I personally think this is a load of crap. I think physicians arent as active because med school does not select for those types of people. Physicians don't want to worry about the media, public perception, etc. they want to b!tch about it, like many threads in other forums(ie gen residency forum-I think there's two threads right now- link to one at bottom), but when it comes to actually doing something about it, the response in that thread is: tell people you're a nurse so you don't have to deal with it. For the record also, I was not a psychologist, but I did do research with a few, and am a 4th year med student.

http://forums.studentdoctor.net/showthread.php?t=185661
 

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*sigh*

I just want to say, again, that as a psychologist I think this is absolutely horrible. I dumped my membership to our APA because they are so monomaniacal about this stuff. They are ignoring nearly 50% of their membership who oppose RxP and have never put this to a formal vote.

There is no way I would be able to defend myself in a malpractice suit if I prescribed the combos some of my patients are on. I have one on Depakote, Nortriptyline, Xanax PRN and Prozac. I have another on Lamictal and at least two other meds with a heart condition.

No. Way.
 

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Indeed. The American Psychological Assoc seems to be a largely propagandist organization that pushes their agendas quite heavily. I'm not surprised to hear that you say they've never put the prescribing issue to a vote. They simply make blanket statements that "our membership wants this."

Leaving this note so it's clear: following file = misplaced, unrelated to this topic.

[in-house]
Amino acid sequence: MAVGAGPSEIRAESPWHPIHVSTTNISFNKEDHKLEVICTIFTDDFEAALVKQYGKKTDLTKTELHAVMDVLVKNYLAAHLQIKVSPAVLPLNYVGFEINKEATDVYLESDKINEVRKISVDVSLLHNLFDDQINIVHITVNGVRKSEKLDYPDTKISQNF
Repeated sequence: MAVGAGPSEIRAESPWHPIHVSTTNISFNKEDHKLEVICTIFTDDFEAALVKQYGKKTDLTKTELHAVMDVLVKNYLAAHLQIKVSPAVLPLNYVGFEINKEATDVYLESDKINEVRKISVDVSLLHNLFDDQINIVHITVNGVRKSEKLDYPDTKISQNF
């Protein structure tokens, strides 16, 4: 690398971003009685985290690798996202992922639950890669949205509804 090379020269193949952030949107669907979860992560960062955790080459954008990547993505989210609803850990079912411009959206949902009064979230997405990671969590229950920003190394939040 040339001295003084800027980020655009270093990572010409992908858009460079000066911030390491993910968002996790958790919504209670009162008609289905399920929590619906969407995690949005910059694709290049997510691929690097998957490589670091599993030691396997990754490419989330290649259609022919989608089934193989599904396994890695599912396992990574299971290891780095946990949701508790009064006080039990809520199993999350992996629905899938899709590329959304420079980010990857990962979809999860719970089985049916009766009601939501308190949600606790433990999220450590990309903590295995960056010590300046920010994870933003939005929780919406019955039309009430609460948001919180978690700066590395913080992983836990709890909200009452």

What's even more scary is the fact that these psychologists can prescribe to children and geriatrics, WITHOUT a fellowship. That's just insane. Even psychiatrists, 1000 times more versed in special population medical complications, are reluctant to do this with additional training beyond their four years of psychiatric residency.

American healthcare is in a downward spiral. It appears that governmental political correctness (no one should feel bad, left out, or inferior) is allowing anyone and everything to practice whatever they want. Between optometrists performing surgery, chiropractors doing school medical physicals and becoming "primary care physicians", NPs becoming "doctors," naturopaths in general, psychologists prescribing medicine, etc., it seems that medical school is quickly becoming an outdated thing of the past. The aforementioned professions are all important and valuable in their traditional roles to the healthcare team, but the constant demand for more rights seems more like a civil rights movements than proper healthcare policy for patients.